Traffic chaos puts surgeries on hold

Local | Angel Kwan 15 Nov 2019

Surgeries are being postponed and fruits are at risk of being dumped due to the traffic disruption for the fourth consecutive day.

A woman surnamed Lai, who claims to be the wife of a doctor, said in a radio program that her husband could not reach the Hong Kong Baptist Hospital to perform surgeries and check on his patients.

Lai said her husband parked his car at Lok Fu after learning Junction Road was blocked. He walked to the hospital but protesters stopped him from passing, even after a hospital representative tried to explain the situation.

"Many doctors need to perform surgeries," Lai said. "Patients are waiting for them to save their lives."

Keith Fong Chun-yin, chairman of Hong Kong Baptist University's Student Union, responded in the same radio program that it is possible the protesters were unsure about the doctor's identity.

"I believe they would allowed him to pass through if it's an emergency situation."

Hong Kong Baptist Hospital said 85 percent of surgeries on Wednesday were performed as scheduled, but some cases needed further arrangements as the patients could not be admitted. All cases at its clinic were treated.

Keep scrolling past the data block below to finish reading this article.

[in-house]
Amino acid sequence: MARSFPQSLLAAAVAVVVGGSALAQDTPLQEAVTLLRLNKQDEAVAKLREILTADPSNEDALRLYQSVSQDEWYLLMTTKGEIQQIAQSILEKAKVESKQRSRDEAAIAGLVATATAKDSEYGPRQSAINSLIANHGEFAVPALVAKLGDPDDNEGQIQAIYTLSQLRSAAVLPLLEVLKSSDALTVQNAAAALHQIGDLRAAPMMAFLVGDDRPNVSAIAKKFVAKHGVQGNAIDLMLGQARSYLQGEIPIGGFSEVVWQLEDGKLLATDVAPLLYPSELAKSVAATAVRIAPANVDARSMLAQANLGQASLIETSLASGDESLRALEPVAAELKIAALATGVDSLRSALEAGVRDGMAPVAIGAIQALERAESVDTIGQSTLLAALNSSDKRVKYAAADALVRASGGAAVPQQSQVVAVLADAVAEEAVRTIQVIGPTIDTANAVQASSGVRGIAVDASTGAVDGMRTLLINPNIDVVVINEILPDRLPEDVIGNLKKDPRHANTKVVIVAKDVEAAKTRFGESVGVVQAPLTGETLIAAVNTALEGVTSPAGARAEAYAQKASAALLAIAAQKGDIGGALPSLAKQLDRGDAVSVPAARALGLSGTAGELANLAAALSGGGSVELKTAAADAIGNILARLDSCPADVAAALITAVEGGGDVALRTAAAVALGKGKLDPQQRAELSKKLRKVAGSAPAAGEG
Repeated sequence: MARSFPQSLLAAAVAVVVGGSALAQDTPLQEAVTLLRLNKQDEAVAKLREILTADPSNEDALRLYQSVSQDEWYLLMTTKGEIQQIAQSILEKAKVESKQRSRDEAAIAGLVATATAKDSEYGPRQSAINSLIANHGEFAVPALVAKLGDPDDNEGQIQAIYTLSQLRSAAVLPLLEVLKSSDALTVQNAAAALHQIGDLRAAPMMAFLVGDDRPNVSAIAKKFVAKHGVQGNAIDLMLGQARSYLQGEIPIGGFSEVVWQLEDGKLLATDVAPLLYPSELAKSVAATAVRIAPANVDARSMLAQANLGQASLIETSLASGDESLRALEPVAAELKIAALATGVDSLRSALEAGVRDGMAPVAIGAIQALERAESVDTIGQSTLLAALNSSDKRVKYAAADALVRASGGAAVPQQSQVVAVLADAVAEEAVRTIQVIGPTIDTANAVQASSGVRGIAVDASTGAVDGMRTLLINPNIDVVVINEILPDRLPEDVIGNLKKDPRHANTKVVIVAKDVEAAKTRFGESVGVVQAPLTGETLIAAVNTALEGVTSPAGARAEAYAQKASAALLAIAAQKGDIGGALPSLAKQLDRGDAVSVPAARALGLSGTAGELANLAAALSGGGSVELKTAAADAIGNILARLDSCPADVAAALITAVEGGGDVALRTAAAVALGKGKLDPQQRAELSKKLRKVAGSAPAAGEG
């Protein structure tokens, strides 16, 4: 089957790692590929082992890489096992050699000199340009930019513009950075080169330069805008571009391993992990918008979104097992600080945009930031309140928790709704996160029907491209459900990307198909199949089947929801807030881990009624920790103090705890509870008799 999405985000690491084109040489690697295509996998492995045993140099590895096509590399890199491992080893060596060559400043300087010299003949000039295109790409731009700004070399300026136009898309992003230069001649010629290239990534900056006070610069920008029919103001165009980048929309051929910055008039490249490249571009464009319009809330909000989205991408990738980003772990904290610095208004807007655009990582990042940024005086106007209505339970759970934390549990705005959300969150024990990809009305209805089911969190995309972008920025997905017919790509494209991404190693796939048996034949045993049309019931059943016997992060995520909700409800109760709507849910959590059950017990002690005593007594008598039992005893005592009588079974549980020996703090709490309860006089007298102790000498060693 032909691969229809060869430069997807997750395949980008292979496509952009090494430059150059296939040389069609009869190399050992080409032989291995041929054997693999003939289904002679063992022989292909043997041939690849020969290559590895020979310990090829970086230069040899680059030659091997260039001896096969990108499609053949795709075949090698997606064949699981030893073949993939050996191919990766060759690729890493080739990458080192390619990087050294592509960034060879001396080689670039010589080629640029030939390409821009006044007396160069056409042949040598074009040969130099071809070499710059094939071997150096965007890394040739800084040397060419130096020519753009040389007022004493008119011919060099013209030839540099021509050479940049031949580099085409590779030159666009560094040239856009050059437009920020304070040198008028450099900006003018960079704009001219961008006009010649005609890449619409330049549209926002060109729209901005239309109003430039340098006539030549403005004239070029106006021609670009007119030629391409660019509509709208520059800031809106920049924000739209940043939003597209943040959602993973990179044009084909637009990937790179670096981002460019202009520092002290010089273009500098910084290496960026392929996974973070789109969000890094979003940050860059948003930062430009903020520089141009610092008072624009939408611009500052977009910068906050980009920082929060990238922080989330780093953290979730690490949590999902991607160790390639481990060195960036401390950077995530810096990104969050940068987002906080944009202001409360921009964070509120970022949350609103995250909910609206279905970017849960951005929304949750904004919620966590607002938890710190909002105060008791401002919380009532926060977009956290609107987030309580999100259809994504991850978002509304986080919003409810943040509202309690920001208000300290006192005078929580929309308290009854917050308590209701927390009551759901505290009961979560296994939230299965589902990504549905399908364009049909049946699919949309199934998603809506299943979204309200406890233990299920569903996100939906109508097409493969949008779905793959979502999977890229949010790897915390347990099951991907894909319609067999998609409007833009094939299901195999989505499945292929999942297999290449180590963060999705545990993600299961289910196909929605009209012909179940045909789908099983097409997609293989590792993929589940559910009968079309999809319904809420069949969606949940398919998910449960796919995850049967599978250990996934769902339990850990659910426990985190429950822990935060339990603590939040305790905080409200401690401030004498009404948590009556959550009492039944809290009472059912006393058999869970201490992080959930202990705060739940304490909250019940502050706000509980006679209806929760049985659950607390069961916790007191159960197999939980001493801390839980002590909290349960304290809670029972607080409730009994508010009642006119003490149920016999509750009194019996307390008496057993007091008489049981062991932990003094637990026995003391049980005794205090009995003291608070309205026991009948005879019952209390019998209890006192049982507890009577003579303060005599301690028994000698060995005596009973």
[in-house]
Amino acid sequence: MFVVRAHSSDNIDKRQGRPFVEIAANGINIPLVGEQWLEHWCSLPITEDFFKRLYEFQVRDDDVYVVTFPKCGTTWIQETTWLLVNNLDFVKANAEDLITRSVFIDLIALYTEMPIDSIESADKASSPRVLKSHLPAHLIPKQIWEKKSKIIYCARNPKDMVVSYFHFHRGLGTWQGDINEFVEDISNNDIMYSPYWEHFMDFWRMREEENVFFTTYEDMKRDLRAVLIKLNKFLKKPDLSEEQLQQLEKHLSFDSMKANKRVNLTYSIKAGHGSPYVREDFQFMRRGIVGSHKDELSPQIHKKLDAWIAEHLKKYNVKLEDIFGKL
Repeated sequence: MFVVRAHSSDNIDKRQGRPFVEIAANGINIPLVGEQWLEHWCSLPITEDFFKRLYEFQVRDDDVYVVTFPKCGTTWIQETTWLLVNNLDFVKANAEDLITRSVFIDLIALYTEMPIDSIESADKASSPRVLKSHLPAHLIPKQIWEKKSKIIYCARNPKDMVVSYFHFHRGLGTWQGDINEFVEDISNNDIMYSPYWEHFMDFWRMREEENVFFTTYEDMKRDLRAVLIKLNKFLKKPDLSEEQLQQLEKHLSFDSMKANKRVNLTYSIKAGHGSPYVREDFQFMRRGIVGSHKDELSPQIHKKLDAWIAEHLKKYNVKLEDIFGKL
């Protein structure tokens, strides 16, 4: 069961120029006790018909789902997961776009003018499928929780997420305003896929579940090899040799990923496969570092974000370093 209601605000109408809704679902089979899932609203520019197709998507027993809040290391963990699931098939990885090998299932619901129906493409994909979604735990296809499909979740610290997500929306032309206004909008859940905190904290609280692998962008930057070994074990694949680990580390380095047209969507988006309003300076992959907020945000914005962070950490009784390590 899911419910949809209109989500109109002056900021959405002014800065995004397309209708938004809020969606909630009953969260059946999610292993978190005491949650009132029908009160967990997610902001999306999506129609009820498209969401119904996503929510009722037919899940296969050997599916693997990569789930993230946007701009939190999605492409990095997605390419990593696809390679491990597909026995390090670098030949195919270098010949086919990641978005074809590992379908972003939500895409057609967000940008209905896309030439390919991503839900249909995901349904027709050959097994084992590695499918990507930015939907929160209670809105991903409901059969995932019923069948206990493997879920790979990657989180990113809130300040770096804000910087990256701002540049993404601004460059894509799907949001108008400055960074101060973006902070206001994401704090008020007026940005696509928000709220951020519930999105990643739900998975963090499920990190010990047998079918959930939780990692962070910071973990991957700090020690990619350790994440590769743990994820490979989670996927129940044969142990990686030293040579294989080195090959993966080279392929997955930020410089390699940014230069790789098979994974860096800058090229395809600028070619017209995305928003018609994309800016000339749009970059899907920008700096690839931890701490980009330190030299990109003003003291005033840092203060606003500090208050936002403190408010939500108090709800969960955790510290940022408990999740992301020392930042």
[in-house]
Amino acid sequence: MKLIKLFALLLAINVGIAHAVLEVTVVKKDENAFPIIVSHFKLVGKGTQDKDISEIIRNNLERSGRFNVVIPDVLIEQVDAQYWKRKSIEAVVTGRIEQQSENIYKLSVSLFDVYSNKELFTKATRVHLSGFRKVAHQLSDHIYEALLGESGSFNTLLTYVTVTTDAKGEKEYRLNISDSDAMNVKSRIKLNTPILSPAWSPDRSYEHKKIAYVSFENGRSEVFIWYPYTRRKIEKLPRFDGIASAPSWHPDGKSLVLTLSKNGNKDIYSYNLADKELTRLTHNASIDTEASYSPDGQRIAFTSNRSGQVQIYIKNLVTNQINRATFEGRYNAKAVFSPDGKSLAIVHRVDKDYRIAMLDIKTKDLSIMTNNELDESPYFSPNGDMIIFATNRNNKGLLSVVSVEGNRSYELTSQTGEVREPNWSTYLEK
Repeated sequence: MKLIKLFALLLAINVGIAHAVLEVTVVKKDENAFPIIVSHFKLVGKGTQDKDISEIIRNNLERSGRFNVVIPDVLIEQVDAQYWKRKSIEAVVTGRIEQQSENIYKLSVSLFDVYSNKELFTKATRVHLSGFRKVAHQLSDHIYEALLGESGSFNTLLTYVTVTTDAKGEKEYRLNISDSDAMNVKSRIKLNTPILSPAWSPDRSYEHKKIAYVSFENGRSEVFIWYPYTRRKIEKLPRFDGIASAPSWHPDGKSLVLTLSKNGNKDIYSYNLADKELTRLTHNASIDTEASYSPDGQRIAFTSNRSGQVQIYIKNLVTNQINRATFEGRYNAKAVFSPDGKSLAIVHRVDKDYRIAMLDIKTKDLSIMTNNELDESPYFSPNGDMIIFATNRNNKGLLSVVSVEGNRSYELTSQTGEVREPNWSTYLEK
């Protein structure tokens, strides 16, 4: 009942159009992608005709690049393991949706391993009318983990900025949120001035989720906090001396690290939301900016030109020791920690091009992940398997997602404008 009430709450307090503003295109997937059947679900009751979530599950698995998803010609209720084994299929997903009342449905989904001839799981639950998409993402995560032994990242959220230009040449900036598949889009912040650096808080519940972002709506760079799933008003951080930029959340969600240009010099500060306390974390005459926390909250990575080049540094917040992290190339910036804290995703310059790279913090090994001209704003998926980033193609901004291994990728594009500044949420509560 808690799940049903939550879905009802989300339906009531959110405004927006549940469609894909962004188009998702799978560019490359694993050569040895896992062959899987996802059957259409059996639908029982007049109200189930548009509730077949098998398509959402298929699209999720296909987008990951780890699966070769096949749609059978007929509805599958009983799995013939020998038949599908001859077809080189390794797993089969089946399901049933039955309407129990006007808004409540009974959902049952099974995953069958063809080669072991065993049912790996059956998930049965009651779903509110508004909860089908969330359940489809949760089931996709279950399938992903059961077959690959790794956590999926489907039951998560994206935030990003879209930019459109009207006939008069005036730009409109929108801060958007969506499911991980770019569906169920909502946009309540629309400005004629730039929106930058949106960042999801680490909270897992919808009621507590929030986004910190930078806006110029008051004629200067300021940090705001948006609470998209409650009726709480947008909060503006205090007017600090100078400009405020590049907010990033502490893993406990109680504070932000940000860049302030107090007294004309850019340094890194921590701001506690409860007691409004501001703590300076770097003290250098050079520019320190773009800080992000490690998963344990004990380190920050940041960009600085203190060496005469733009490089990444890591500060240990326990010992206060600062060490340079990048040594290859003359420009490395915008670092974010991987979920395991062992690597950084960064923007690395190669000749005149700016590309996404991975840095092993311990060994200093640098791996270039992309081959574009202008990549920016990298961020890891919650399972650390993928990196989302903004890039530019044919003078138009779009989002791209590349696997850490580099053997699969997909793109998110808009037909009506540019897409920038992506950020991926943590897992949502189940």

The Hospital Authority has said some hospital and clinic services, including elective surgeries, may be affected due to traffic disruptions "as staff cannot report for duty on time."

It said that accident and emergency, as well as inpatient services at public hospitals, remain normal.

Patients who are unable to attend their scheduled consultation may call and reschedule their appointments.

The HA also urged drivers to avoid the roads inside hospital grounds as that may affect services such as emergency transfer of patients and medical supplies.

Meanwhile, prices of fruits have come down amid decreased consumption, said Cheng Chi-cheung, vice-chairman of the Kowloon Fruit and Vegetable Merchants Association.

"Fruits like strawberries and grapes have a shorter shelf life, perhaps only a few days. If they aren't sold before they are overripe, we would have to dump those."

He said the time for transporting fruits to retail locations has increased.

"The routes that originally take 30 minutes may now take more than two hours because many roads are blocked and trucks may need to park two or three streets away from where they unload," Cheng said.

angel.kwan@singtaonewscorp.com

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